Building a workforce fit for net-zero

The European elections indicate that the fight against Climate Change is very much a primary concern with 77% of potential voters calling it an important criterion when deciding on who to vote for. With 450 MEP candidates committing to the subject across Europe, those refusing to address the issue may just as well step out of the race. Europeans citizens are demanding climate change action and our parliamentarians have a responsibility to get the job done. Reducing our emissions across the economy is critical whether we’re talking about transport, agriculture or heating. The good news, of course is that alongside support from the public and businesses, we have the technological solutions required. We just need our Governments to implement clear policies and regulations so that we can get things done.

With this in mind, it is hardly a surprise that the deployment of low carbon technologies has risen in recent years across Europe. As countries commit to decarbonising their heating systems, technologies such as heat pumps have been strongly established as mass market solution. Yet, as our European neighbours strive forward, we still have no serious plan for decarbonising UK heating systems.

The Committee on Climate Change has said that a new emissions target for the UK should be adopted: net-zero greenhouse gases by 2050. This means that over the course of two heating replacement cycles, we must almost fully decarbonise how we heat our homes. To achieve this, we will need to see the ‘deployment of heat pumps at scale in the 2020s’.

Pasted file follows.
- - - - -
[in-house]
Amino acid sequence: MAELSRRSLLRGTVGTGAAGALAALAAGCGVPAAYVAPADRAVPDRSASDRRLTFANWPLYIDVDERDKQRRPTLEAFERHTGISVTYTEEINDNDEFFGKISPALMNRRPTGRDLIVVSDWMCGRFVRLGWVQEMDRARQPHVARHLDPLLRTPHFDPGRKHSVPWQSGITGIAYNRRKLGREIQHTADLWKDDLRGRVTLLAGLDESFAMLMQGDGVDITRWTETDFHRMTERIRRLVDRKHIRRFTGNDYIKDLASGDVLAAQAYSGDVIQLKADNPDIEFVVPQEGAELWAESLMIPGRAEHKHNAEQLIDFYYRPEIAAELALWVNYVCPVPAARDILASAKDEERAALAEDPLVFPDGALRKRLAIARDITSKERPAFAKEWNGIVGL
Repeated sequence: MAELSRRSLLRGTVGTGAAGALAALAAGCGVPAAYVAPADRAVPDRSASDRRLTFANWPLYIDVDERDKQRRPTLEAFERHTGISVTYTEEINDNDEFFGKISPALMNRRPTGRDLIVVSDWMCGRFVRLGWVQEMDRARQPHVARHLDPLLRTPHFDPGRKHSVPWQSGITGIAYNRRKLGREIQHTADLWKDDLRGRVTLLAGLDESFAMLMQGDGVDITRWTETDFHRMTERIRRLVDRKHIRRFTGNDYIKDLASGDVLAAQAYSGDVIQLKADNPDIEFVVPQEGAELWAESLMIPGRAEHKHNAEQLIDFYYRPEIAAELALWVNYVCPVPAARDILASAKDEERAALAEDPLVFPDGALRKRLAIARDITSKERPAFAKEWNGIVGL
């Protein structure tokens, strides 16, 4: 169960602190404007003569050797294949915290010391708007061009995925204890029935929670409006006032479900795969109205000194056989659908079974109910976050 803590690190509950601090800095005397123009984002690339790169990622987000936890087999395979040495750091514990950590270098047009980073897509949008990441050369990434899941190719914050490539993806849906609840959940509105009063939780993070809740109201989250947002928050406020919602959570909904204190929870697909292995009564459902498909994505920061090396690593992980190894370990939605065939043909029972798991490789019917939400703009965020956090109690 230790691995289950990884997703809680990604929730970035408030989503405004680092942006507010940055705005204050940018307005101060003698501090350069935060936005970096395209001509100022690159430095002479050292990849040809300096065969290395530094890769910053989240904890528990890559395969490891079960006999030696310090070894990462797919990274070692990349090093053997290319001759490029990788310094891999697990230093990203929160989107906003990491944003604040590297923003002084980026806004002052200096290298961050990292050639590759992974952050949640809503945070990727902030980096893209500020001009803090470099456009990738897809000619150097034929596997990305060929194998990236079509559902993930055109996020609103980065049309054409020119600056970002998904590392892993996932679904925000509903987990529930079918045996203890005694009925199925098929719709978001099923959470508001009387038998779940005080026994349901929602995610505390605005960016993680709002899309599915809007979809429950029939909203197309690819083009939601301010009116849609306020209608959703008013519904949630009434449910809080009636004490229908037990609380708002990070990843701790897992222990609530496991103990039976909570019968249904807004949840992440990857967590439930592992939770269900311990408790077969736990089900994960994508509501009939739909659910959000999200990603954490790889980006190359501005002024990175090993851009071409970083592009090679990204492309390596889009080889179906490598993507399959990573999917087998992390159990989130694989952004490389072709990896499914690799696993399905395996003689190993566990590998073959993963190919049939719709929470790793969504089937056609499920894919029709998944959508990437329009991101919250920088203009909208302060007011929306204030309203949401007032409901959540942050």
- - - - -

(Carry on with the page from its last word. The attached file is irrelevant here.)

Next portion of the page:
There is no evidence to suggest that the people of Britain are any less in favour of decarbonising our heating systems, yet less than 20,000 heat pumps were sold in the UK in 2017. Of course, we can’t reasonably expect installation rates of heat pumps to soar on their own accord. This simply isn’t feasible given the lack of policy and regulatory drivers combined with the low numbers of qualified heat pump installers today. With this in mind, we support the Committee on Climate Change’s recommendation for a nationwide training programme that will close the skills gap and develop the knowledgeable and expanded installer-base that is able to effectively deploy heat pumps to perform as they should. We need to ensure that the workforce is ready for the low-carbon years ahead.

This is a growing concern for many of us that there are not enough installers familiar with renewable heating, particularly as more and more installers leave the Microgeneration Certification Scheme (MCS). I would welcome your views on what needs to happen to engage installers and increase numbers.

We all have a responsibility to ensure that we are able to adapt to the transition. The Government will play a key role supporting the workforce and ensuring that the policy framework is in place to enable us to get the job done. The longer we await a robust framework and a fully-fledged strategy that will educate installers, the more valuable time we waste. At NIBE Energy Systems, we are committed to training heating engineers and supporting the workforce to upskill. We believe that there is the desire and capacity within the supply chain, however we need policy to provide the certainty for more installers to make that step towards a low carbon future. Find out more about how to become a NIBE VIP installer.


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